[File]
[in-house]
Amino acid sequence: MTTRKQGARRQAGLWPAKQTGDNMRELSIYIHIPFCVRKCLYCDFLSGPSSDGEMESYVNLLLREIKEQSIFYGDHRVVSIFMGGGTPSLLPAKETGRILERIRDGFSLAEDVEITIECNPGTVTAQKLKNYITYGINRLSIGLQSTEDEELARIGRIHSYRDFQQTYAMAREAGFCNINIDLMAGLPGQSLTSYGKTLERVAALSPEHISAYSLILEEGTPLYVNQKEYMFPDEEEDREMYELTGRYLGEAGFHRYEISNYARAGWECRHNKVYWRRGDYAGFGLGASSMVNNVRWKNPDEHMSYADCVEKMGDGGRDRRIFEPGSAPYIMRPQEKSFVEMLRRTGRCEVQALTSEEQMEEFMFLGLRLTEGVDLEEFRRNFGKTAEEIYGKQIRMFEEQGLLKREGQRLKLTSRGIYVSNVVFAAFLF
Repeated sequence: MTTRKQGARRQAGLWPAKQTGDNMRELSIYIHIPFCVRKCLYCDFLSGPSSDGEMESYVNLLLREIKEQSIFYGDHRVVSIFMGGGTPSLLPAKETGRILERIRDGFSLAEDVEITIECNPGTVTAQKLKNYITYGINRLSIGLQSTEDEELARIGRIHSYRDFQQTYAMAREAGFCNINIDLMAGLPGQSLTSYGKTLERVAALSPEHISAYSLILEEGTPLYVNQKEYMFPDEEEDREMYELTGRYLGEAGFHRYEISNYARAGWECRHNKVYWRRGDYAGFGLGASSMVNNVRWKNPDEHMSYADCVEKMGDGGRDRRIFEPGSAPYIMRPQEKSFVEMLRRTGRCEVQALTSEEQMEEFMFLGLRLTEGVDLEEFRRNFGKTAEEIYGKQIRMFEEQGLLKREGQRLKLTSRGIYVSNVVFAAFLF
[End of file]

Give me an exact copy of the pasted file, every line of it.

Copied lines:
[in-house]
Amino acid sequence: MTTRKQGARRQAGLWPAKQTGDNMRELSIYIHIPFCVRKCLYCDFLSGPSSDGEMESYVNLLLREIKEQSIFYGDHRVVSIFMGGGTPSLLPAKETGRILERIRDGFSLAEDVEITIECNPGTVTAQKLKNYITYGINRLSIGLQSTEDEELARIGRIHSYRDFQQTYAMAREAGFCNINIDLMAGLPGQSLTSYGKTLERVAALSPEHISAYSLILEEGTPLYVNQKEYMFPDEEEDREMYELTGRYLGEAGFHRYEISNYARAGWECRHNKVYWRRGDYAGFGLGASSMVNNVRWKNPDEHMSYADCVEKMGDGGRDRRIFEPGSAPYIMRPQEKSFVEMLRRTGRCEVQALTSEEQMEEFMFLGLRLTEGVDLEEFRRNFGKTAEEIYGKQIRMFEEQGLLKREGQRLKLTSRGIYVSNVVFAAFLF
Repeated sequence: MTTRKQGARRQAGLWPAKQTGDNMRELSIYIHIPFCVRKCLYCDFLSGPSSDGEMESYVNLLLREIKEQSIFYGDHRVVSIFMGGGTPSLLPAKETGRILERIRDGFSLAEDVEITIECNPGTVTAQKLKNYITYGINRLSIGLQSTEDEELARIGRIHSYRDFQQTYAMAREAGFCNINIDLMAGLPGQSLTSYGKTLERVAALSPEHISAYSLILEEGTPLYVNQKEYMFPDEEEDREMYELTGRYLGEAGFHRYEISNYARAGWECRHNKVYWRRGDYAGFGLGASSMVNNVRWKNPDEHMSYADCVEKMGDGGRDRRIFEPGSAPYIMRPQEKSFVEMLRRTGRCEVQALTSEEQMEEFMFLGLRLTEGVDLEEFRRNFGKTAEEIYGKQIRMFEEQGLLKREGQRLKLTSRGIYVSNVVFAAFLF